A recent court case, the court decided that an employer exercised sufficient control over the plaintiff to render his commute "hours worked." In light of that court decision, Laura P. Worsinger, Esq., presented some guidelines to consider in a BLR webinar titled "Reducing Overtime Costs: What You Legally Can—and Can't—Do to Keep Workers at Their Straight-Time Rates."
Those guidelines included the following:
- Employers need not pay employees for their commute time, unless the employer exercises control over the commute time.
- It is a best practice to avoid controlling when an employee leaves for work, the route he takes, or the activities he must engage in on the way.
- Employers requiring employees to drive company vehicles should create written policies or agreements regarding the use of the vehicles, with care towards avoiding too much control such that commute times are compensable.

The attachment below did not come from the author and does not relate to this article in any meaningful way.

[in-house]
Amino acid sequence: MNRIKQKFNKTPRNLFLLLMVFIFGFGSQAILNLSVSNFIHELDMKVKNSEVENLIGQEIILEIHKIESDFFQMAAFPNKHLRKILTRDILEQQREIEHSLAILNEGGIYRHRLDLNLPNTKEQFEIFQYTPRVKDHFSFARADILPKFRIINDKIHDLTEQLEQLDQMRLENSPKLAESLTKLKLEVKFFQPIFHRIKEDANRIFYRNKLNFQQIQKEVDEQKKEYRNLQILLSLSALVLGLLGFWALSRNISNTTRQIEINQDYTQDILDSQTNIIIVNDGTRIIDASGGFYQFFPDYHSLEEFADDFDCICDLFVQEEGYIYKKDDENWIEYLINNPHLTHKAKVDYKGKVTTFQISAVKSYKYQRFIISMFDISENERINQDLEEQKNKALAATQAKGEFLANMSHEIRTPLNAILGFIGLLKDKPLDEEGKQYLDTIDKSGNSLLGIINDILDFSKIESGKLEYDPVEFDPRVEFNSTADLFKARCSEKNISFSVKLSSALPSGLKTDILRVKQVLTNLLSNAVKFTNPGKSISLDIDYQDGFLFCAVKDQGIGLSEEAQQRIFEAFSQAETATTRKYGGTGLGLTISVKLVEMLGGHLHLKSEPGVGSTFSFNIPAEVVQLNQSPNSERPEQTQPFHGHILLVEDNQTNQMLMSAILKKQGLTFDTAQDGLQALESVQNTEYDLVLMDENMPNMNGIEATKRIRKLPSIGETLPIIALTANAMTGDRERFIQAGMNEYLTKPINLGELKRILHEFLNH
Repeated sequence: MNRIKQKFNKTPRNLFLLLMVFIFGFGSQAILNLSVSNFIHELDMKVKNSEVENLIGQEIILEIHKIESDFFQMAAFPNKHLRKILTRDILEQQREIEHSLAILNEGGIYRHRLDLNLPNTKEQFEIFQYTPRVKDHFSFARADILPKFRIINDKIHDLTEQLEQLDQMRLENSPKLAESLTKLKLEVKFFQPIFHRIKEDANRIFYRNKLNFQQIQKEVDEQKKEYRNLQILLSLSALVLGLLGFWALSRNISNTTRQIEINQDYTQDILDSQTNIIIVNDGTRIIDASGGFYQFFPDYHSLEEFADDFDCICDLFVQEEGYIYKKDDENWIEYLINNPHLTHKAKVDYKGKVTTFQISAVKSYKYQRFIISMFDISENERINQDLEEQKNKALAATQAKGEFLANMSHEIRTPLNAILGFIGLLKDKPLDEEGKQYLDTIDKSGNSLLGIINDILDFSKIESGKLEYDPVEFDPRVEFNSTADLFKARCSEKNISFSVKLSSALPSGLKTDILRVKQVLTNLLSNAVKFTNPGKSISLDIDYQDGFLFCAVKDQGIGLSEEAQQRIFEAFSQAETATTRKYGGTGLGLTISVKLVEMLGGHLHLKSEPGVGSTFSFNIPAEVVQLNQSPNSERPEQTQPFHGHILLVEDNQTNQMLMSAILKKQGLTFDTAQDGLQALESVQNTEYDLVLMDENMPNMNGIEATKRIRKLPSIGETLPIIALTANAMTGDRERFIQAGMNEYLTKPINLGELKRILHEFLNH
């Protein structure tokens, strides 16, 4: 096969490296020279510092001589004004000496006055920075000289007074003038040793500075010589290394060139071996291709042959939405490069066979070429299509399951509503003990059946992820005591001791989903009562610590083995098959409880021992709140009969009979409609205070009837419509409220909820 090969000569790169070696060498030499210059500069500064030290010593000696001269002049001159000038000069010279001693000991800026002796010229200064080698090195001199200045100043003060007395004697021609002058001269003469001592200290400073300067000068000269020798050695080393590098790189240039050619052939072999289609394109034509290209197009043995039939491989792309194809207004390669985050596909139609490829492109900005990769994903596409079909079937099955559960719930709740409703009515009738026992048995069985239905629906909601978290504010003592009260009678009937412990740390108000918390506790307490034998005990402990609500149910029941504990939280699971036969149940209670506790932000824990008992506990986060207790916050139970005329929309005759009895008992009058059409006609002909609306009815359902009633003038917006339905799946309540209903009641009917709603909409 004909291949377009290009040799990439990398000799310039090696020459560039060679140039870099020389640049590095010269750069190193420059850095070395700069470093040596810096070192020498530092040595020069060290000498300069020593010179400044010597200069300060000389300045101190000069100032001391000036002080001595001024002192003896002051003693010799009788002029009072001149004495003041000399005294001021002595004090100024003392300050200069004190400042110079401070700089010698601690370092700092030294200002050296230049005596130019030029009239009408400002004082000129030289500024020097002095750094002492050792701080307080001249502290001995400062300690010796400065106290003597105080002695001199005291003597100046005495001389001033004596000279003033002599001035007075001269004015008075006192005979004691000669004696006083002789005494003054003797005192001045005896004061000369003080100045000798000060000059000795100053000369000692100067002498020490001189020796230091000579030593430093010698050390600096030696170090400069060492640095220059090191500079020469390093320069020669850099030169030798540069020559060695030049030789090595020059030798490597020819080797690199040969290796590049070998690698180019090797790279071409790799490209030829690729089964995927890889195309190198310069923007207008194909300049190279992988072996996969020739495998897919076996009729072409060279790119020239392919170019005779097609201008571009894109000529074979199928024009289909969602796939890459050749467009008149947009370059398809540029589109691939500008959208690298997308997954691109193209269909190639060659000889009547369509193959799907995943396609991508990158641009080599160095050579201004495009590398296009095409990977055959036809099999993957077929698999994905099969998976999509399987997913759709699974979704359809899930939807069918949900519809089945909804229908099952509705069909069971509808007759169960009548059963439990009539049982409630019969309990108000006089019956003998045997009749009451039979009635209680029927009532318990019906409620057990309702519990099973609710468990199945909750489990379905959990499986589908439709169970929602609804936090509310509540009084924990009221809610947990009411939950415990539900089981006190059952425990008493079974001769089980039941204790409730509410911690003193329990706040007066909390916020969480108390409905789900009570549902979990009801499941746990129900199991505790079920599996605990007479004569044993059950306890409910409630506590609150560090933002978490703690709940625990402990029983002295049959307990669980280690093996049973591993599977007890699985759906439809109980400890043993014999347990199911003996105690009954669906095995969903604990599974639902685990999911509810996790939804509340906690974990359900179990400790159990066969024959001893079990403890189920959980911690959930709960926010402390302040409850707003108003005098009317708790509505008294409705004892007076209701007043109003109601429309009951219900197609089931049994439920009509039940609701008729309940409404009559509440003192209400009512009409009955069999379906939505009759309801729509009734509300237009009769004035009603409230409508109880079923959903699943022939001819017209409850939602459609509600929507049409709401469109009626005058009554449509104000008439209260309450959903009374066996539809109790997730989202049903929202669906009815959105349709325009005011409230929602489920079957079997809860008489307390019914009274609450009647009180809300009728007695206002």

- Employers should carefully monitor pre- and post-shift activity to ensure that employees are not engaging in off-the-clock activities without pay, and they should consult with legal counsel to determine whether certain activities may fall under the de minimis exclusion.
Note: The case was Rutti v. Lojack (9th Cir. March 2010)
Laura P. Worsinger, Esq. is Of Counsel with the Los Angeles office of Dykema Gossett PLLC. She has broad counseling and litigation experience and specializes in the defense of employers in individual and class actions involving wage and hour violations, misclassification, discrimination, wrongful termination, and other employment-related proceedings. She can be contacted at firstname.lastname@example.org.